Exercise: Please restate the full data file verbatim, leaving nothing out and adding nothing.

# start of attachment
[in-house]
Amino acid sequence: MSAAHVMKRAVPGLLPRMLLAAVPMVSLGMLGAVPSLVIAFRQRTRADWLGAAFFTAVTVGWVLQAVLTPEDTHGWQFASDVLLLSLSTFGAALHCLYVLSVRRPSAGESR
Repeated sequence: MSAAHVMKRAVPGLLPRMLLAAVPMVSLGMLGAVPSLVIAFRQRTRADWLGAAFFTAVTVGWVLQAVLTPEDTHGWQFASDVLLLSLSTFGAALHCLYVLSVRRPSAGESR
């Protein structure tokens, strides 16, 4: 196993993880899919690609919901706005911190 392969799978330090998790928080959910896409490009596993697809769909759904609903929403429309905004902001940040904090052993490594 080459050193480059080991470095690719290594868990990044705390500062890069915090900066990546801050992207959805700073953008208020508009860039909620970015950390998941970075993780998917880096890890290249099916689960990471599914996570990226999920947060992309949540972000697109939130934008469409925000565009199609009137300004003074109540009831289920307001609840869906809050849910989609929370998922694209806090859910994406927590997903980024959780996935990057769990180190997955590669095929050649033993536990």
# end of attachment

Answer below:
[in-house]
Amino acid sequence: MSAAHVMKRAVPGLLPRMLLAAVPMVSLGMLGAVPSLVIAFRQRTRADWLGAAFFTAVTVGWVLQAVLTPEDTHGWQFASDVLLLSLSTFGAALHCLYVLSVRRPSAGESR
Repeated sequence: MSAAHVMKRAVPGLLPRMLLAAVPMVSLGMLGAVPSLVIAFRQRTRADWLGAAFFTAVTVGWVLQAVLTPEDTHGWQFASDVLLLSLSTFGAALHCLYVLSVRRPSAGESR
């Protein structure tokens, strides 16, 4: 196993993880899919690609919901706005911190 392969799978330090998790928080959910896409490009596993697809769909759904609903929403429309905004902001940040904090052993490594 080459050193480059080991470095690719290594868990990044705390500062890069915090900066990546801050992207959805700073953008208020508009860039909620970015950390998941970075993780998917880096890890290249099916689960990471599914996570990226999920947060992309949540972000697109939130934008469409925000565009199609009137300004003074109540009831289920307001609840869906809050849910989609929370998922694209806090859910994406927590997903980024959780996935990057769990180190997955590669095929050649033993536990």